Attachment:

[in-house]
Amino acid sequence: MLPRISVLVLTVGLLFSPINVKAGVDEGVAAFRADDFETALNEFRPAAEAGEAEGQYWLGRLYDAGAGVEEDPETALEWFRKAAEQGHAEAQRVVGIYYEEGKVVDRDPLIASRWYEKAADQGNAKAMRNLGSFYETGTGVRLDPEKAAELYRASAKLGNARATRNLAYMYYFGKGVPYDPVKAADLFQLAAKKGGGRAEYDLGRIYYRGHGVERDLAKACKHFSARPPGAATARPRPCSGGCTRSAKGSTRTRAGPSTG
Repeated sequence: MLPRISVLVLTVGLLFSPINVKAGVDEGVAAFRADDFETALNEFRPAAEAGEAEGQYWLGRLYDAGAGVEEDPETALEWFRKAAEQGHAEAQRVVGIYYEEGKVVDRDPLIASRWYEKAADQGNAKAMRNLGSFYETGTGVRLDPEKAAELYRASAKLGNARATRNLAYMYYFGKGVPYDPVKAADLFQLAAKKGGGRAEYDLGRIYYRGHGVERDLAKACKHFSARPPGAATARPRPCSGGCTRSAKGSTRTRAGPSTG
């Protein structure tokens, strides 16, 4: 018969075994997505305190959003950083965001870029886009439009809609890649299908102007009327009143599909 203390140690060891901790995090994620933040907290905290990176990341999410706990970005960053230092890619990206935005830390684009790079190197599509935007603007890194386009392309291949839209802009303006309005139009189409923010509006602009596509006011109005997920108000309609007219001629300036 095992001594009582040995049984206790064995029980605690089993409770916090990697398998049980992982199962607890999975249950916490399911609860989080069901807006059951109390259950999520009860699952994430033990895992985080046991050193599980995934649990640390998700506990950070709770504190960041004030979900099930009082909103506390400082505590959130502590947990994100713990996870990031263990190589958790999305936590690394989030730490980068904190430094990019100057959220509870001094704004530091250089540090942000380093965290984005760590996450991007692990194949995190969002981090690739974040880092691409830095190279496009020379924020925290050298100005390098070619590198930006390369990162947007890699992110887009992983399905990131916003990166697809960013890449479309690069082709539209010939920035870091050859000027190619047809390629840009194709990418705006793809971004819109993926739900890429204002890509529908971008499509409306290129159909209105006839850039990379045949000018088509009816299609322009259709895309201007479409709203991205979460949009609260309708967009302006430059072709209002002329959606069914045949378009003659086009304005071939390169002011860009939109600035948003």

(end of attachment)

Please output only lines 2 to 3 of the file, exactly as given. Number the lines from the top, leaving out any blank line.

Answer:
Amino acid sequence: MLPRISVLVLTVGLLFSPINVKAGVDEGVAAFRADDFETALNEFRPAAEAGEAEGQYWLGRLYDAGAGVEEDPETALEWFRKAAEQGHAEAQRVVGIYYEEGKVVDRDPLIASRWYEKAADQGNAKAMRNLGSFYETGTGVRLDPEKAAELYRASAKLGNARATRNLAYMYYFGKGVPYDPVKAADLFQLAAKKGGGRAEYDLGRIYYRGHGVERDLAKACKHFSARPPGAATARPRPCSGGCTRSAKGSTRTRAGPSTG
Repeated sequence: MLPRISVLVLTVGLLFSPINVKAGVDEGVAAFRADDFETALNEFRPAAEAGEAEGQYWLGRLYDAGAGVEEDPETALEWFRKAAEQGHAEAQRVVGIYYEEGKVVDRDPLIASRWYEKAADQGNAKAMRNLGSFYETGTGVRLDPEKAAELYRASAKLGNARATRNLAYMYYFGKGVPYDPVKAADLFQLAAKKGGGRAEYDLGRIYYRGHGVERDLAKACKHFSARPPGAATARPRPCSGGCTRSAKGSTRTRAGPSTG